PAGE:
The biennial contest between Europe and the United States has grown beyond all recognition since Watson was last captain in 1993, with endless meetings about team uniforms, opening ceremonies which sometimes feel endless and even the two captains embarking on a steam train journey from Edinburgh to Gleneagles.
But one thing which might not have changed is how Watson will approach his captaincy, and anyone thinking the five-time Open champion will have lost his competitive edge - he will be 65 by the time the 40th Ryder Cup gets under way - had better think again.
"All I can do is put the best teams who are playing the best out," Watson said. "I will be honest with the players; if you're not playing very well you might not play very much.
"That's the way I handled 1993, I didn't think a couple of the players were playing well so I didn't play them very much."
Looking back to that contest at The Belfry, which the United States won 15-13 for their most recent win on European soil, it was no surprise to see Watson rely on the likes of Fred Couples, Corey Pavin and Paul Azinger, who all played in every session before the singles.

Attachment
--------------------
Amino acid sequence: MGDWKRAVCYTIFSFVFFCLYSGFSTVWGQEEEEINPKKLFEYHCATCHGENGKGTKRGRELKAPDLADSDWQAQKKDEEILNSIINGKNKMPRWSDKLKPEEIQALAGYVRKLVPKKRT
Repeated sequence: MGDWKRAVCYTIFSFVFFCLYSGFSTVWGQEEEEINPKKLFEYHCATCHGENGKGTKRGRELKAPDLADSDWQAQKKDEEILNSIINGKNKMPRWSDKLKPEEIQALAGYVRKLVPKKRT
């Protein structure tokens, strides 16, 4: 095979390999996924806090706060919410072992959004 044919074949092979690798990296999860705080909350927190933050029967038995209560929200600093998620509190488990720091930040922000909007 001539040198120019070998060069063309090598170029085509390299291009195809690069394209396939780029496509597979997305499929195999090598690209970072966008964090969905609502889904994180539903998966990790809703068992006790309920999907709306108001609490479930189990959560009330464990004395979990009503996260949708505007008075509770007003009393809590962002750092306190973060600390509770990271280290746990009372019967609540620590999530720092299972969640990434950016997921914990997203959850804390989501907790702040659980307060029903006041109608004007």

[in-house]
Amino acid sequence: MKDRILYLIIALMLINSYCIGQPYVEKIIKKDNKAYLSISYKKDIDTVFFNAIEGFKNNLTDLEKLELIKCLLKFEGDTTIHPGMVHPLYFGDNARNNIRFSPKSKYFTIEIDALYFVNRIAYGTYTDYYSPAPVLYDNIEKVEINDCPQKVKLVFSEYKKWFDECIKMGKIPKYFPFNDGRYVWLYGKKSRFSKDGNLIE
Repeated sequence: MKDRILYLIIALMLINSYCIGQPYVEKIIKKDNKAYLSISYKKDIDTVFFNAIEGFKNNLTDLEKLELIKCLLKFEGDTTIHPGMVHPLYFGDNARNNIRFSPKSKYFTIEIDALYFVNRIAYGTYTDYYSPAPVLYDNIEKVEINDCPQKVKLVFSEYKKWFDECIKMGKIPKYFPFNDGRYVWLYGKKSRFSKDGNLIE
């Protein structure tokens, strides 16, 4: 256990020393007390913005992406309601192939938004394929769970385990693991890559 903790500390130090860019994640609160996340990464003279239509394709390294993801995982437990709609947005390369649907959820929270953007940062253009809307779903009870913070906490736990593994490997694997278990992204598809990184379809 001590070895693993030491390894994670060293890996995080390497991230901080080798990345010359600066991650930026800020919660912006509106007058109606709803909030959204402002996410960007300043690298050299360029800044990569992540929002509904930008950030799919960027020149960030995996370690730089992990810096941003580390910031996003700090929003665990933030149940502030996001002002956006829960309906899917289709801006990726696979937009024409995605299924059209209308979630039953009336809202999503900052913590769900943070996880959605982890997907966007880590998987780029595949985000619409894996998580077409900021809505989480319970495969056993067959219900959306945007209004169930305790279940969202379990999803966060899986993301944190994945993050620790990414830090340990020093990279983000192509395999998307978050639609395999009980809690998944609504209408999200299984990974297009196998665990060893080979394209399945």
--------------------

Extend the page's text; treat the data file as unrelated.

Ray Floyd, Tom Kite, Lanny Wadkins, Payne Stewart and Davis Love all played three times before the singles, but Watson was ruthless when it came to Chip Beck, John Cook and Lee Janzen, who only featured once. Janzen had won the US Open just a few months earlier but lost his fourballs with Jim Gallagher Jr and then suffered a one-hole defeat to Colin Montgomerie in the singles.
"I am not going to be that captain who says everyone's going to play the same number of matches, we're there to win," Watson added.
"I think the team got behind me in 1993 and said we are going to win this no matter what. That's my call, that's where I get second-guessed but I will take the arrows."